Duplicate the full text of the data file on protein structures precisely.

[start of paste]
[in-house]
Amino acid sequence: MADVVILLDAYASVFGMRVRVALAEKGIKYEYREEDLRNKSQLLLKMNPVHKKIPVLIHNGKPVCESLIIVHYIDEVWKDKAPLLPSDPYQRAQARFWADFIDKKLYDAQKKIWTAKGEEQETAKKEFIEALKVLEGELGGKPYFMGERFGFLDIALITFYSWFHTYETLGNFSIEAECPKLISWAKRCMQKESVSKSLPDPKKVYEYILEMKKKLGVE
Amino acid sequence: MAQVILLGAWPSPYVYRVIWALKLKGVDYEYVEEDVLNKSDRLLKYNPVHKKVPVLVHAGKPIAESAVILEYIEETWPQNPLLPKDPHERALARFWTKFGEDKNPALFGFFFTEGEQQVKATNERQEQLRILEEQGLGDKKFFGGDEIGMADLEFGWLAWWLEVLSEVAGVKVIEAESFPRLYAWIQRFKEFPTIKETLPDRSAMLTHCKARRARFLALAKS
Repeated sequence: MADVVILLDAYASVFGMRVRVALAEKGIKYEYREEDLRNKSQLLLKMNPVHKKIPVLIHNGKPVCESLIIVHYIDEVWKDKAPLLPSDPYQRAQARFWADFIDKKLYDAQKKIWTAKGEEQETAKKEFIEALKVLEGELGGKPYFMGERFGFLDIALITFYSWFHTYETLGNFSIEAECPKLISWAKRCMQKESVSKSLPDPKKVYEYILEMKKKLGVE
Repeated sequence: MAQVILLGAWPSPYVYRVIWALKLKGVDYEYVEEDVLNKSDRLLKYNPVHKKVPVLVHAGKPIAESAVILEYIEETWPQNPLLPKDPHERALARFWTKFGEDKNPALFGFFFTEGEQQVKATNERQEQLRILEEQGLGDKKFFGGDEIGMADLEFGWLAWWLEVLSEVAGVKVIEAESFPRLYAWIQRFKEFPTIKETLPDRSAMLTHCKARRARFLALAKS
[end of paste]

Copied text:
[in-house]
Amino acid sequence: MADVVILLDAYASVFGMRVRVALAEKGIKYEYREEDLRNKSQLLLKMNPVHKKIPVLIHNGKPVCESLIIVHYIDEVWKDKAPLLPSDPYQRAQARFWADFIDKKLYDAQKKIWTAKGEEQETAKKEFIEALKVLEGELGGKPYFMGERFGFLDIALITFYSWFHTYETLGNFSIEAECPKLISWAKRCMQKESVSKSLPDPKKVYEYILEMKKKLGVE
Amino acid sequence: MAQVILLGAWPSPYVYRVIWALKLKGVDYEYVEEDVLNKSDRLLKYNPVHKKVPVLVHAGKPIAESAVILEYIEETWPQNPLLPKDPHERALARFWTKFGEDKNPALFGFFFTEGEQQVKATNERQEQLRILEEQGLGDKKFFGGDEIGMADLEFGWLAWWLEVLSEVAGVKVIEAESFPRLYAWIQRFKEFPTIKETLPDRSAMLTHCKARRARFLALAKS
Repeated sequence: MADVVILLDAYASVFGMRVRVALAEKGIKYEYREEDLRNKSQLLLKMNPVHKKIPVLIHNGKPVCESLIIVHYIDEVWKDKAPLLPSDPYQRAQARFWADFIDKKLYDAQKKIWTAKGEEQETAKKEFIEALKVLEGELGGKPYFMGERFGFLDIALITFYSWFHTYETLGNFSIEAECPKLISWAKRCMQKESVSKSLPDPKKVYEYILEMKKKLGVE
Repeated sequence: MAQVILLGAWPSPYVYRVIWALKLKGVDYEYVEEDVLNKSDRLLKYNPVHKKVPVLVHAGKPIAESAVILEYIEETWPQNPLLPKDPHERALARFWTKFGEDKNPALFGFFFTEGEQQVKATNERQEQLRILEEQGLGDKKFFGGDEIGMADLEFGWLAWWLEVLSEVAGVKVIEAESFPRLYAWIQRFKEFPTIKETLPDRSAMLTHCKARRARFLALAKS